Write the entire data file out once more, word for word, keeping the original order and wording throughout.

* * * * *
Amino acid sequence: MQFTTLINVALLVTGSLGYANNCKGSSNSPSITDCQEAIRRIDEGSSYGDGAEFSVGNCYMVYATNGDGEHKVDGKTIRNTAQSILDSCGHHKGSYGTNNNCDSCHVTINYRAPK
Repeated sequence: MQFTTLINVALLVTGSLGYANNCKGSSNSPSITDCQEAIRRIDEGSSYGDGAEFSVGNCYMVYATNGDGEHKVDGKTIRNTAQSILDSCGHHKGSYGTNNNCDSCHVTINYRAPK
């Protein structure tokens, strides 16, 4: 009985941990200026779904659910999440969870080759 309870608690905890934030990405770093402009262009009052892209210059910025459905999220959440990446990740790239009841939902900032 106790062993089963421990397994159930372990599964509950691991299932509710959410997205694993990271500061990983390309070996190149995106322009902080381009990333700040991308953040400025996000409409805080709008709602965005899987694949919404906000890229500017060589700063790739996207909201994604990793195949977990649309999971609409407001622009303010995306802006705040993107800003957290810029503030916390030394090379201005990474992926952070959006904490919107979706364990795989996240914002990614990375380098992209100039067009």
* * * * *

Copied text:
Amino acid sequence: MQFTTLINVALLVTGSLGYANNCKGSSNSPSITDCQEAIRRIDEGSSYGDGAEFSVGNCYMVYATNGDGEHKVDGKTIRNTAQSILDSCGHHKGSYGTNNNCDSCHVTINYRAPK
Repeated sequence: MQFTTLINVALLVTGSLGYANNCKGSSNSPSITDCQEAIRRIDEGSSYGDGAEFSVGNCYMVYATNGDGEHKVDGKTIRNTAQSILDSCGHHKGSYGTNNNCDSCHVTINYRAPK
């Protein structure tokens, strides 16, 4: 009985941990200026779904659910999440969870080759 309870608690905890934030990405770093402009262009009052892209210059910025459905999220959440990446990740790239009841939902900032 106790062993089963421990397994159930372990599964509950691991299932509710959410997205694993990271500061990983390309070996190149995106322009902080381009990333700040991308953040400025996000409409805080709008709602965005899987694949919404906000890229500017060589700063790739996207909201994604990793195949977990649309999971609409407001622009303010995306802006705040993107800003957290810029503030916390030394090379201005990474992926952070959006904490919107979706364990795989996240914002990614990375380098992209100039067009």